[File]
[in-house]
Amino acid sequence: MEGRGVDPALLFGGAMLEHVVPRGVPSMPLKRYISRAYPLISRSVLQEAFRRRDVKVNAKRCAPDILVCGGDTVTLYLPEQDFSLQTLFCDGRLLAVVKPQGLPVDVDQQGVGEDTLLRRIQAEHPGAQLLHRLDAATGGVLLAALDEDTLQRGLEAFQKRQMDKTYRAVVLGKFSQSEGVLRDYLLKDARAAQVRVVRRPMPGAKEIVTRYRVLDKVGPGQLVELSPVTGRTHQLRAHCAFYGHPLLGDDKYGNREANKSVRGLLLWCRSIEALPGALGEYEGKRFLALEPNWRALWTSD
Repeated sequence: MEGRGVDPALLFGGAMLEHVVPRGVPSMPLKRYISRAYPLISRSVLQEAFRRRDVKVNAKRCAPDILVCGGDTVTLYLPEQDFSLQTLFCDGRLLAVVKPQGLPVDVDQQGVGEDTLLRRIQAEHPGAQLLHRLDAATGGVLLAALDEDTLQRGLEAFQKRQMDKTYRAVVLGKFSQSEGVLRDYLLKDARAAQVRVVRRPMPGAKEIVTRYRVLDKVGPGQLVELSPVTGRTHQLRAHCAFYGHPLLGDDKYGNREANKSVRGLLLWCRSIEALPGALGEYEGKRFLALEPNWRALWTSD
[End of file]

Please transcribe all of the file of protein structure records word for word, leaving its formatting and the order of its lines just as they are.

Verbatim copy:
[in-house]
Amino acid sequence: MEGRGVDPALLFGGAMLEHVVPRGVPSMPLKRYISRAYPLISRSVLQEAFRRRDVKVNAKRCAPDILVCGGDTVTLYLPEQDFSLQTLFCDGRLLAVVKPQGLPVDVDQQGVGEDTLLRRIQAEHPGAQLLHRLDAATGGVLLAALDEDTLQRGLEAFQKRQMDKTYRAVVLGKFSQSEGVLRDYLLKDARAAQVRVVRRPMPGAKEIVTRYRVLDKVGPGQLVELSPVTGRTHQLRAHCAFYGHPLLGDDKYGNREANKSVRGLLLWCRSIEALPGALGEYEGKRFLALEPNWRALWTSD
Repeated sequence: MEGRGVDPALLFGGAMLEHVVPRGVPSMPLKRYISRAYPLISRSVLQEAFRRRDVKVNAKRCAPDILVCGGDTVTLYLPEQDFSLQTLFCDGRLLAVVKPQGLPVDVDQQGVGEDTLLRRIQAEHPGAQLLHRLDAATGGVLLAALDEDTLQRGLEAFQKRQMDKTYRAVVLGKFSQSEGVLRDYLLKDARAAQVRVVRRPMPGAKEIVTRYRVLDKVGPGQLVELSPVTGRTHQLRAHCAFYGHPLLGDDKYGNREANKSVRGLLLWCRSIEALPGALGEYEGKRFLALEPNWRALWTSD